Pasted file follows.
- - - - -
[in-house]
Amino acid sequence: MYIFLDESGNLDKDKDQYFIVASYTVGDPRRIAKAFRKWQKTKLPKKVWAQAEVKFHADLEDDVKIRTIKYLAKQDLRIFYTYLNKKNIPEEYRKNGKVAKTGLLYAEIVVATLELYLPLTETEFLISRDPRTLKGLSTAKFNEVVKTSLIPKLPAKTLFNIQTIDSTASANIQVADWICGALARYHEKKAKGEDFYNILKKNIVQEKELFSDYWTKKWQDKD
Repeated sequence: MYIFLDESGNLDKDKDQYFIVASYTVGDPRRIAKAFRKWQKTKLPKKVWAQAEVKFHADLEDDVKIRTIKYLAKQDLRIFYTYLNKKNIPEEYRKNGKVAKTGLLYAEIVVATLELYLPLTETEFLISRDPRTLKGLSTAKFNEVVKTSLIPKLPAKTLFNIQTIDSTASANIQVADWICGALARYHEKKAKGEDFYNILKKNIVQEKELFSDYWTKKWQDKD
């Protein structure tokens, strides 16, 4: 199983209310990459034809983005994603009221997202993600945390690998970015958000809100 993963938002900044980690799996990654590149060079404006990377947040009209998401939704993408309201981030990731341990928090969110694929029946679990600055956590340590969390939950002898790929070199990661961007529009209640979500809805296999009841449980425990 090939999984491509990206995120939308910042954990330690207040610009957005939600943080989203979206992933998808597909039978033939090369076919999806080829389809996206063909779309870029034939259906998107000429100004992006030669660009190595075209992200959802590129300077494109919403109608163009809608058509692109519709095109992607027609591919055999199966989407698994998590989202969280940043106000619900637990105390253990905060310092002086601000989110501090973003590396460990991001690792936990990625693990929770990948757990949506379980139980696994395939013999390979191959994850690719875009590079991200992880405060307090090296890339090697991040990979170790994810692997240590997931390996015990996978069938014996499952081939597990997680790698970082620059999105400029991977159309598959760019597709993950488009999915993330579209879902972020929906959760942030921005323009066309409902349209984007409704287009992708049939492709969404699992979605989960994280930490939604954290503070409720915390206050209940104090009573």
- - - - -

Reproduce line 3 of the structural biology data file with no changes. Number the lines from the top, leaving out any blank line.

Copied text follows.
Repeated sequence: MYIFLDESGNLDKDKDQYFIVASYTVGDPRRIAKAFRKWQKTKLPKKVWAQAEVKFHADLEDDVKIRTIKYLAKQDLRIFYTYLNKKNIPEEYRKNGKVAKTGLLYAEIVVATLELYLPLTETEFLISRDPRTLKGLSTAKFNEVVKTSLIPKLPAKTLFNIQTIDSTASANIQVADWICGALARYHEKKAKGEDFYNILKKNIVQEKELFSDYWTKKWQDKD